I don’t think we talk about failure enough. I don’t think we normalise it. Because failing to publish your work, isn’t a failure. It’s apprenticeship. Failing to write your story is the failure. The unwritten story is a tragedy. I don’t presume to advise, but I will share advice I received as a new writer.

 

One of my first readers offered this advice when I’d written my first literary novel, after I’d sent the painstakingly polished manuscript out to publishers and agents. It had been a true labour of love, and because that novel was semi-autobiographical, it was hard not to take the rejections personally. The manuscripts trickled steadily back to me, the postman knocking on the door to pass me yet another fat brown envelope, which I added to the stack in the corner.

 

Many of the responses were what I called “rave” rejections, which funnily enough didn’t make them easier to take. Editors and agents wrote phrases like: “it breaks my heart that I can’t publish this book, but.” But. It was too close to real life. It was too achingly sincere. There was no market for it.

 

And then came the advice. From one specific editor, at the end of her thoughtful letter. “But …I can tell you’re a great writer. So keep writing. I’d love to see what you write next.”

 

Keep writing.  That was it, and that was all. It sounded so obvious. But bizarrely enough, it almost hadn’t occurred to me before. As a debut writer, I had only focused on the book I had already written. But this editor had called me a writer. Of course, I WAS a writer.

 

And what writers do is write. Because surely I had another story to tell.

 

So I stopped worrying about the book I had written, and started thinking about the book that I wanted to write. Instead of looking back, I looked forward. I kept writing.
That next book was Bitter Sweets, the novel that got published as my debut. And my first editor, who gave me that advice, was the one who took it on. I’ve published 6 novels now. And as a published author, I’ve written 6 more manuscripts that never made it to publication. For many reasons, for being too experimental, or for having no commercial potential. But I’m not done yet and I’m never disheartened. I remember that advice, and pass it on.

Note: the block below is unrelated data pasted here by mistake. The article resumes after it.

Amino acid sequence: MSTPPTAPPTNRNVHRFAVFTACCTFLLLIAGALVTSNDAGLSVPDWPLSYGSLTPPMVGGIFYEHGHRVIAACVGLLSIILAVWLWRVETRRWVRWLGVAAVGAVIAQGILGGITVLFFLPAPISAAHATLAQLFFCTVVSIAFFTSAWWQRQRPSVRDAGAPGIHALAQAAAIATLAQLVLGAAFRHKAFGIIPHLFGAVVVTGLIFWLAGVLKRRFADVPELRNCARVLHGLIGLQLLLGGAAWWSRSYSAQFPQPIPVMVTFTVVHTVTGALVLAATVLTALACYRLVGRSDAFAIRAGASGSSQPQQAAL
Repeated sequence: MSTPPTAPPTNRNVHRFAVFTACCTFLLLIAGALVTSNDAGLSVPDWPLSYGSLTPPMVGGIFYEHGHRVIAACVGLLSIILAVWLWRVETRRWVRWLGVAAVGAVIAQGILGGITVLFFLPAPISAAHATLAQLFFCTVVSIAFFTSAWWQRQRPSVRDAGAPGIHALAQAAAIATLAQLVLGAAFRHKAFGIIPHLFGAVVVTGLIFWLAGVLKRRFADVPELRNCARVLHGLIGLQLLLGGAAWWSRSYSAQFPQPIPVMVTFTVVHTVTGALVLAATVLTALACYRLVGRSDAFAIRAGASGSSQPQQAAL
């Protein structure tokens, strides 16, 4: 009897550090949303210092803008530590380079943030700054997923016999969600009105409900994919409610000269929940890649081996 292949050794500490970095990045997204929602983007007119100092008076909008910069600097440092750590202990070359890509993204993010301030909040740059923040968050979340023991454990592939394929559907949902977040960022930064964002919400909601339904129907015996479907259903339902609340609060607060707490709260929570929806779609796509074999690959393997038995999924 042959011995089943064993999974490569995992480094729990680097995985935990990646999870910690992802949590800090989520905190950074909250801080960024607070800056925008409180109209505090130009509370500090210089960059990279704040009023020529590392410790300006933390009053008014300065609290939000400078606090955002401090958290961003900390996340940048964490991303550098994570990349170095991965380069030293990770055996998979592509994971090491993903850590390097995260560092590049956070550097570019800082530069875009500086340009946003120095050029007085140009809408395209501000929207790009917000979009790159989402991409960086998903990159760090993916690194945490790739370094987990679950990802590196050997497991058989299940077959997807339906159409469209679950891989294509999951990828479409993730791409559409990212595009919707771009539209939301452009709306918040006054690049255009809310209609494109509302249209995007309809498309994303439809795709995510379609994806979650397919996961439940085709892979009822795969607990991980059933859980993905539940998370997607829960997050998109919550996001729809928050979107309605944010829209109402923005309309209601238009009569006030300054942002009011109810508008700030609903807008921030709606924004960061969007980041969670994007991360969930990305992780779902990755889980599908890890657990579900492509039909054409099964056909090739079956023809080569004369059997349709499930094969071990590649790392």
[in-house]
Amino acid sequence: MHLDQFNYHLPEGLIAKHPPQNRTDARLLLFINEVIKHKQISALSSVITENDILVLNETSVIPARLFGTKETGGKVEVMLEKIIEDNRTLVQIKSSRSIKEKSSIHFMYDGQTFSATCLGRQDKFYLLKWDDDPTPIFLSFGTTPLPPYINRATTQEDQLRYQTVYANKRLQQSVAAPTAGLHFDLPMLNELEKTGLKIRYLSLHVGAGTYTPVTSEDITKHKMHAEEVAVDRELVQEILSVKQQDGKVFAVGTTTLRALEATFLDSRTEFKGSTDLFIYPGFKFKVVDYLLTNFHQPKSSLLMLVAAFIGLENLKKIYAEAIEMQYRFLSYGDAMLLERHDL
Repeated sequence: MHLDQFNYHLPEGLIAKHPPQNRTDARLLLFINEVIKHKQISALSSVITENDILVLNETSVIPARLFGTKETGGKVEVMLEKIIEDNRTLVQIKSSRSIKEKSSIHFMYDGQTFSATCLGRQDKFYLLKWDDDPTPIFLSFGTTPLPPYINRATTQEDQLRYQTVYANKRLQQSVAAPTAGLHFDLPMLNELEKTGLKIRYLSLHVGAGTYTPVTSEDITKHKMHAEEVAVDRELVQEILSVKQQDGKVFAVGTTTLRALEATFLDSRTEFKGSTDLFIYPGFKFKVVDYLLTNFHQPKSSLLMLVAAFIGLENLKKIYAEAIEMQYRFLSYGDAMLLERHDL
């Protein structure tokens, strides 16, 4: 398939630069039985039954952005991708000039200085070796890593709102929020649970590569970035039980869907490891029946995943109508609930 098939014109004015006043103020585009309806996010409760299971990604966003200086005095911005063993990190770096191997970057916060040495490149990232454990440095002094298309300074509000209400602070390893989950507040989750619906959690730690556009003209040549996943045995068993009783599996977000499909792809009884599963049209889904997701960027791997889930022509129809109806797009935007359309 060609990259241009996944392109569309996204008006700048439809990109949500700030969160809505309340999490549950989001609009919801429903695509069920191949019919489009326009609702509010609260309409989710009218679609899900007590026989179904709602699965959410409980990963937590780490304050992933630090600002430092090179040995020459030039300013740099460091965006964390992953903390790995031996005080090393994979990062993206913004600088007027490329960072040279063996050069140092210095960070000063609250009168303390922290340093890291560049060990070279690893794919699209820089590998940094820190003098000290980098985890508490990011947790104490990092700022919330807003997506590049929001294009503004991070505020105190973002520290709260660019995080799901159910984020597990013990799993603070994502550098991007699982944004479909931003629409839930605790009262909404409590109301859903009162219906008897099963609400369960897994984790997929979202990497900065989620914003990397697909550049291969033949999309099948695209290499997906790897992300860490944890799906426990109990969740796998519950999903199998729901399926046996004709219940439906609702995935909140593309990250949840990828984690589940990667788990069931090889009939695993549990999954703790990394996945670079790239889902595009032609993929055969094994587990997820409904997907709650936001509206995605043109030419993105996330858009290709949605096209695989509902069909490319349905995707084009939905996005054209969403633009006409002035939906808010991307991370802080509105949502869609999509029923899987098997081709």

You’re a writer. So keep writing.
Because your stories are important. What we do is important, and we have to keep doing it. To create that storm. That flood. Break down the them and us, and invite the other to walk across the burning bridge.

 

I’m a small person. I have been dismissed, like everyone. I have suffered agonies of doubt, like everyone. But I have kept writing. Every day. I write because I must. I invite everyone to my world, and I have put people like me, my family and friends, at the heart of my fiction. I am a small person, but when I write I have a voice. It gets louder with every story I tell, and know it has been heard, and echoes all over the world.

 

If you’ll permit me, I’d like to close with a personal experience, on the tragedy of the unwritten story. Before my father died, I met him in Paris. He’d lived an astonishing and wayward life, he had been a writer once, and always intended to write his autobiography. He told me he had finally completed it, that it was on a disc in his hotel. Two weeks later, he died in that hotel, and when my sister and I went to him, the disc in his case was blank. It took me ten years to write his story for him, the one he never told. It was this book, The Flying Man, and I’d like to share this small passage from the end.

 

(Reads from last pages of Flying man: “…A story for someone else to tell…wasn’t there anything else you had to say to me? Wasn’t there anything else that you had to say at all?…He pushes the door, which shines briefly about the edges, as though illuminated.  He knows there is light on the other side.”)

 

I urge you to find your light on the other side. Do not leave your story unwritten. Write with spirit. With passion. And keep writing, until you are heard.

 

And I cannot wait to hear the stories you create.
This is the full-text of the opening keynote delivered by Roopa Farooki at The Asian Writer Festival, on Saturday 21st October 2017.